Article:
Abdul Khalik, The Jakarta Post/Jakarta
Days after he was taken to a city-run orphanage in Cipayung, East Jakarta, two-and-a-half year old Erwin or Tristan was unable to sleep tight like his friends in the center.
He moved from one end to the other on his small bed in a dormitory he shared with several other toddlers and often woke up looking straight ahead with vacant eyes at the people in front of him.
""He has not talked much since he arrived here. He seems to be so afraid of everything. It's getting worse as many television cameramen have come to take his picture. We don't know what has happened to him,"" Rani, one of ward attendants told The Jakarta Post on Wednesday.
Erwin is one of at least 60 Indonesian children illegally adopted by foreigners through three local women, identified as Rosdiana, MRT, and ER, and a U.S citizen identified as JW.
City police arrested the three women in Ciputat, Tangerang last week for persuading poor mothers in several areas in the capital to sell their children to foreigners.
Police said they were still tracking down the U.S citizen and an Irish citizen identified as Joseph Dowse, who is accused of illegally adopting Erwin.
Dowse adopted Erwin from his mother Suryani through the South Jakarta Court in 2001 without a recommendation from the ministry of social affairs as required under existing adoption regulations. The Irish government granted Erwin Irish citizenship in the same year.
Dowse later left Erwin at an orphanage in Bogor, West Java after his wife got pregnant. The couple subsequently asked the Irish government to cancel Erwin's status as their child but his government rejected the request.
Knowing that Erwin was suffering, the ministry of social affairs launched an investigation into the case, and found out that many other children had been sold by Rosdiana.
City police and the ministry took eight children, including Erwin, from Rosdiana's house in Ciputat and placed them in several orphanages across the city.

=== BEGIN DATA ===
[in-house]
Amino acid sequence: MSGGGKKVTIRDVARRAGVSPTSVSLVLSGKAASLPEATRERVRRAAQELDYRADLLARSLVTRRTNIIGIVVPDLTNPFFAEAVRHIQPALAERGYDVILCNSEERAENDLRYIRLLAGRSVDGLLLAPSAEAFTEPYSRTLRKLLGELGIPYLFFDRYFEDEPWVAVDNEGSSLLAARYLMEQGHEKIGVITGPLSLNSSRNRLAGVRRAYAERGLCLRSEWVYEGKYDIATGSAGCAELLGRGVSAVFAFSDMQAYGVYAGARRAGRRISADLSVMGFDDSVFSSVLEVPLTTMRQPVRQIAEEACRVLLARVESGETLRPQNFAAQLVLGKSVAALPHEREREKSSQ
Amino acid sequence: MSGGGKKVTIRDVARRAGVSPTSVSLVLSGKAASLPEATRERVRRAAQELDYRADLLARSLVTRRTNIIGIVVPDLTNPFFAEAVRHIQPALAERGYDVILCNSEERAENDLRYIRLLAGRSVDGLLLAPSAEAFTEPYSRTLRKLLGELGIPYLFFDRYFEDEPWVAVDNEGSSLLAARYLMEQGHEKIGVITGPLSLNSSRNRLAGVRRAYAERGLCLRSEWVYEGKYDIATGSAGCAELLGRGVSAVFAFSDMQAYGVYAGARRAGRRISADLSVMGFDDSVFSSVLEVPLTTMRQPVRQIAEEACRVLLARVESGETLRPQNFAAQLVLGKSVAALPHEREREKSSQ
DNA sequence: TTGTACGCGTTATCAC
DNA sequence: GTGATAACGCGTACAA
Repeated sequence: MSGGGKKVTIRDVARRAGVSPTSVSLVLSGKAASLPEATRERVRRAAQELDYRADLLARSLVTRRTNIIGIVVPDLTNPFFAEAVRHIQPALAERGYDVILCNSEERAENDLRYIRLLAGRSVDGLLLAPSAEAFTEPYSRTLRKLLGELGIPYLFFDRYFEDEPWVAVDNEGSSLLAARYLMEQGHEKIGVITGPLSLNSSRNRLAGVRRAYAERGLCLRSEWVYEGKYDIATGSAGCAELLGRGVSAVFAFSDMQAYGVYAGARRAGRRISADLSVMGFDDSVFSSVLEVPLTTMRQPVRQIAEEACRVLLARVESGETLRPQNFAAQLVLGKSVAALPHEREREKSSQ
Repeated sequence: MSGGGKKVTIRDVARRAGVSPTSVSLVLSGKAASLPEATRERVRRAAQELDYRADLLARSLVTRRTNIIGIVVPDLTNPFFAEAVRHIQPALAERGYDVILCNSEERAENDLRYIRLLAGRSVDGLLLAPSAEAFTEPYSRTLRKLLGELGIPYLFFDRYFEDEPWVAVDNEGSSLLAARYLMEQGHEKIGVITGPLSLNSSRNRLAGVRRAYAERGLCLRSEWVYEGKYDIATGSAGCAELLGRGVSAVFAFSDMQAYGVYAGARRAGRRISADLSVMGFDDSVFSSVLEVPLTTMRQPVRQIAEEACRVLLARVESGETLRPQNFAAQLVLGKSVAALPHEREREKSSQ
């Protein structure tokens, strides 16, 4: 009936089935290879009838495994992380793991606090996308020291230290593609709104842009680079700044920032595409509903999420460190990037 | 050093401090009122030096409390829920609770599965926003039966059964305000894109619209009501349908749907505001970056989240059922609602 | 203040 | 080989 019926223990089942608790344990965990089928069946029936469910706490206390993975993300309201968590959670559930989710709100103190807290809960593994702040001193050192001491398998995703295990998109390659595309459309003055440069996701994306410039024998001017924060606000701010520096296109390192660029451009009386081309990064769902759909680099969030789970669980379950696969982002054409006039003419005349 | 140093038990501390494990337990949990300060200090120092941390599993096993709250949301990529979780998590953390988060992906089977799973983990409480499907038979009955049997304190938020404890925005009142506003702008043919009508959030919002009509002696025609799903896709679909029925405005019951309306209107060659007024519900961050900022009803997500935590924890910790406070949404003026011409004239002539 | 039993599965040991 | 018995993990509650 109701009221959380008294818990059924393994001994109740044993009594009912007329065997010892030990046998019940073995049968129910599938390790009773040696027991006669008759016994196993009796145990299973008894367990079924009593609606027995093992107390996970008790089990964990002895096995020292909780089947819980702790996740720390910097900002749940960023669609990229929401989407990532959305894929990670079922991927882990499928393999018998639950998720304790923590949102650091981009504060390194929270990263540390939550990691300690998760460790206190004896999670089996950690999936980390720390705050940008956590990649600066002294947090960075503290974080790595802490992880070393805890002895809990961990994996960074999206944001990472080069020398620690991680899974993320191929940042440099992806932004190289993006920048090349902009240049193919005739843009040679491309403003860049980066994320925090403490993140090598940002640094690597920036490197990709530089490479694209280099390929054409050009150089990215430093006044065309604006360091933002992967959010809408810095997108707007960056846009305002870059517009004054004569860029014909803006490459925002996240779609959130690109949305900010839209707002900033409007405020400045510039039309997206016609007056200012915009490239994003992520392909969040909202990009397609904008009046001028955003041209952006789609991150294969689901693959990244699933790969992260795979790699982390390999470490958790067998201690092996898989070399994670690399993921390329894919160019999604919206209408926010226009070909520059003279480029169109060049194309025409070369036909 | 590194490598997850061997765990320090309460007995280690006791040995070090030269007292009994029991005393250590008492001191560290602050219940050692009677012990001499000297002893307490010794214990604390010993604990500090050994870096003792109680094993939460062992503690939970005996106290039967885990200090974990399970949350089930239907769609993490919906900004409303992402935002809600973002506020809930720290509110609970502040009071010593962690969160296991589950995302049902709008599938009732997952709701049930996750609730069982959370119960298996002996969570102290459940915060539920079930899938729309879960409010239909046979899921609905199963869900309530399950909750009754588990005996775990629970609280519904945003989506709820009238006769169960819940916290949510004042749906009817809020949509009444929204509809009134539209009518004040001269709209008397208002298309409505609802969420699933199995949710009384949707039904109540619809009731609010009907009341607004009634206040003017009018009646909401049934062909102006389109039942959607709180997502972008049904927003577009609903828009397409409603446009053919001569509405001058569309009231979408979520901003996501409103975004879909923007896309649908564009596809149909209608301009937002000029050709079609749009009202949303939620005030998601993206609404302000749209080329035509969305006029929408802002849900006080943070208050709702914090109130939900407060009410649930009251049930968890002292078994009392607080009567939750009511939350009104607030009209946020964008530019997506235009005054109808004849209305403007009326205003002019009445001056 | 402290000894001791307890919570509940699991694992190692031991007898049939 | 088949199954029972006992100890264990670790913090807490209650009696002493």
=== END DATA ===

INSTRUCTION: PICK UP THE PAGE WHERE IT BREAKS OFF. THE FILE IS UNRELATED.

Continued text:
Rosdiana and her accomplices allegedly paid each mother around Rp 1 million (US$105) for a baby and sold the children to foreigners for between Rp 40 million and Rp 50 million.
Head of the sub-directorate for children at the Ministry for Social Affairs Afrinaldi said that Erwin and the other 59 cases were only a tip of the iceberg as according to monitoring conducted by his office, thousands of Indonesian children had been adopted illegally.
He said that a recent survey conducted by his office found that out of five adoptions by foreigners, four did not follow the proper procedures or had one or two fake documents.
The survey included the examination of adoption documents submitted by foreigners to their respective embassies.
""Every embassy is supposed to send us adoption documents filed by their citizens for verification after the court grants the foreigners their adoption request. On average, four out of five requests have incomplete or fake documents,"" Afrinaldi said.
He said that more illegal adoptions might go unnoticed as not every embassy reported their citizens' adoption documents to his office.
Afrinaldi also wondered how the court could grant permission to a foreigner to adopt a child without complete documents and proper examination of them.
He said that Dowse's negligence of Erwin was an example of poor screening of foreign parents.
Observers have warned that the number of children being sold for adoption, especially in troubled areas such as Aceh and Nias, would be even higher as many suffering families had to let go their children to ease their financial burden.